This special issue aims at giving the reader an insight into various current research topics within third language (L3) acquisition and multilingualism. The topics were all addressed at the 9th International Conference on Third Language Acquisition and Multilingualism, which was hosted by the Department of modern languages at Uppsala University in June 2014. The papers’ different perspectives are a proof of how the field of third language acquisition and multilingualism has developed since the first collection of papers from this conference series, which was published by Cenoz, Hufeisen and Jessner in 2001. At that time, a vast majority of the research focused on cross-linguistic influence, a research area which is certainly still central to the field. However, many other new areas within the L3 field have since then attracted the scholars’ attention. Furthermore, the target languages involved in the early studies in the field were mainly English and German. The present issue represents the development that has taken place within the field, covering different phenomena and theories related to L3 acquisition and multilingualism, concerning both reception and production: transfer, attitudes to foreign languages, cross-linguistic similarity and questions of identity related to multilingualism. In addition, several target languages and language constellations are discussed, involving English, German, Swedish, Portuguese, Basque, Spanish and French. Moreover, the papers also concern various settings for acquisition/learning and use of three or more languages: Germany, Spain, Sweden and Switzerland. Finally, the participants in the empirical studies are both children and adult learners/users of multiple languages. All these aspects contribute to the theoretical, methodological and empirical richness that has developed within the field in recent years.
In the first paper, Becoming multilingual: The macro and the micro time perspective, Hammarberg discusses the characteristics of multilingualism from two points of view: the macro time perspective and the micro time perspective. The macro time perspective is defined as the development of a linguistic repertoire over time, whereas the micro time perspective refers to language use and acquisition in specific situations. Various concepts within SLA and TLA research are discussed and problematized in relation to the two perspectives. The paper finally proposes a new model of language use and acquisition in the micro perspective sense.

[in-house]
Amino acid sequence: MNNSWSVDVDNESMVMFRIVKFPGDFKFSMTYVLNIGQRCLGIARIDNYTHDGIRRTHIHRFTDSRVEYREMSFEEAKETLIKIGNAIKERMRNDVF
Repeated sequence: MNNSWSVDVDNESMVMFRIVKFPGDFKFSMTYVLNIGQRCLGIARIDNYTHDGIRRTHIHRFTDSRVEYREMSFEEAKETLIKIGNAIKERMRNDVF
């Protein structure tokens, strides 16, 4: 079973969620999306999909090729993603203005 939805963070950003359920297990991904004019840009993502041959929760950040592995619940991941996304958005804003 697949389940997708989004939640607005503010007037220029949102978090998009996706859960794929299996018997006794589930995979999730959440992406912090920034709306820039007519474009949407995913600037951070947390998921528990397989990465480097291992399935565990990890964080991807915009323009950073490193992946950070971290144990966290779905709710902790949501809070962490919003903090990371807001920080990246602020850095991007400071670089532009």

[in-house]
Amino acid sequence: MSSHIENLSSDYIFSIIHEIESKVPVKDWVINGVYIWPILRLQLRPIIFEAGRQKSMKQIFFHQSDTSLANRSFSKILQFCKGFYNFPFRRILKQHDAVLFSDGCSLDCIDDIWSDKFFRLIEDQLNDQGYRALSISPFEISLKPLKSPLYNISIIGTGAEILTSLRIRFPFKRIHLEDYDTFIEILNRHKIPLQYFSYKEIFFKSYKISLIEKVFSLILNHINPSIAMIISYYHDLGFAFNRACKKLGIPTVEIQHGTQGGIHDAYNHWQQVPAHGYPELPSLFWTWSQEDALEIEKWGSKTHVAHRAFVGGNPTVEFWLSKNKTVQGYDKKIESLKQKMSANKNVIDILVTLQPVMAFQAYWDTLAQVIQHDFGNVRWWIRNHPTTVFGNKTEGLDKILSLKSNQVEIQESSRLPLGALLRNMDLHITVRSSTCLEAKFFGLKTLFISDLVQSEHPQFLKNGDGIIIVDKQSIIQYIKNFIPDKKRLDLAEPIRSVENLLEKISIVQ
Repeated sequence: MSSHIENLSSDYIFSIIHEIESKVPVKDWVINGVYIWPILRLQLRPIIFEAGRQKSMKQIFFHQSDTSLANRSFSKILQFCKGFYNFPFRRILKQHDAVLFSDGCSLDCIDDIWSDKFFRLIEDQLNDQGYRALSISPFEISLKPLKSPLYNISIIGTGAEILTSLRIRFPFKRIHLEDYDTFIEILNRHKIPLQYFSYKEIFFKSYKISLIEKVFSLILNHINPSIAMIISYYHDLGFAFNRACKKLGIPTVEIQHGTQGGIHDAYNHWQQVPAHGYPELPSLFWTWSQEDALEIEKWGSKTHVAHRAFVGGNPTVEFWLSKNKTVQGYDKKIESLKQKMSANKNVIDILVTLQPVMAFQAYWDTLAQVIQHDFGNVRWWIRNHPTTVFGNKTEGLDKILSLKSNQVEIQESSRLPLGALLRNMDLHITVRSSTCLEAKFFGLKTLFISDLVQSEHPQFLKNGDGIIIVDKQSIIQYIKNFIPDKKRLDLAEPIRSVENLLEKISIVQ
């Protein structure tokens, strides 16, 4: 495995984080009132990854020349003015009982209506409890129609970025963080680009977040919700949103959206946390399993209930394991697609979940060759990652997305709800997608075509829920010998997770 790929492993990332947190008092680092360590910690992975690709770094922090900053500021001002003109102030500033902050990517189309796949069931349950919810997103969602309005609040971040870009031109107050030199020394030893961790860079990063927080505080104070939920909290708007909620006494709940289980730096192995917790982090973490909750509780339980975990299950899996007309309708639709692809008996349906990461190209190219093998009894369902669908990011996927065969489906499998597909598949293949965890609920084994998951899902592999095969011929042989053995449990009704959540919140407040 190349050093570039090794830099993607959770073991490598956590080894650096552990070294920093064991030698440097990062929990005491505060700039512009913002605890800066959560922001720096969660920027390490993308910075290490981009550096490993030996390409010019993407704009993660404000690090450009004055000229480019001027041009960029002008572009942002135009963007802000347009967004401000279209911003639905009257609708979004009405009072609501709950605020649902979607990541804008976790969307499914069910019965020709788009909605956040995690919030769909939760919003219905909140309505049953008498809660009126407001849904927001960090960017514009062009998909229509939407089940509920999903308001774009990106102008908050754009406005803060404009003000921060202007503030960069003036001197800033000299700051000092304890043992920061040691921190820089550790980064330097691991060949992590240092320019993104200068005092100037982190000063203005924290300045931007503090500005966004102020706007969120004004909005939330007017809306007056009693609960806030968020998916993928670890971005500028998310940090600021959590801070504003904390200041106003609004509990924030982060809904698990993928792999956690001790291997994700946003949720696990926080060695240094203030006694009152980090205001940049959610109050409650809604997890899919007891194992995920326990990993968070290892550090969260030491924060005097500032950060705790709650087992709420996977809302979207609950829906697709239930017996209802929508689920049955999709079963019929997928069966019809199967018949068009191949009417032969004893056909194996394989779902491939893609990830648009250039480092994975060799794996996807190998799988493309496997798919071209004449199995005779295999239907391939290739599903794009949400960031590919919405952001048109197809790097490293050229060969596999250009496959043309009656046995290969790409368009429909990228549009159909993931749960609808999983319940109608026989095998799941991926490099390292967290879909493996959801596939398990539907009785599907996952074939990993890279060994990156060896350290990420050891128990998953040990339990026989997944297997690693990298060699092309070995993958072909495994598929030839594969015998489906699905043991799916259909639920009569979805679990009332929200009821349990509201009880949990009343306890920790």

Vanhove and Berthele’s contribution, Interactions between formal distance and participant-related variables in receptive multilingualism, is about recognizing cognates in a related but unknown language, which is an important issue in the research field of receptive multilingualism. Their data consist of 159 German-speaking participants’ (aged ten to 86) written and spoken translations from Swedish into German. The results clearly show that the relationship between formal distance and recognition and cross-linguistic influence per se, differ in a systematic way as a function of participant-related variables.
In the next paper, Drawing the plurilingual self: how children portray their plurilingual resources, Melo-Pfeifer discusses which patterns multilingual children use to represent their linguistic repertoires through visual narratives. The results evince the dominance of traditional representations of plurilingual resources, that is to say as the sum of features from several clearly separated languages. Finally the author discusses epistemological issues related to the analysis of complex plurilingual practices as well as multimodal plurilingualism.
In the final paper, Teacher students’ attitudes towards English in a multilingual context. A longitudinal study, Ipiña and Sagasta examine future teachers’ language attitudes. More specifically, they study undergraduates’, enrolled in a degree programme in trilingual Primary Teacher Education, attitudes towards English using longitudinal data. They also consider to what extent personal, contextual and educational factors influence language attitudes. The results indicate that the most important factors are those of self-perception of English competence level and areas of speciality. They further discuss how the language and educational policy is implemented in the multilingual setting.
We would like to dedicate this issue to the late Håkan Ringbom, one of the pioneers within the L3 field, who sadly passed away in 2015.
© 2017 Walter de Gruyter GmbH, Berlin/Boston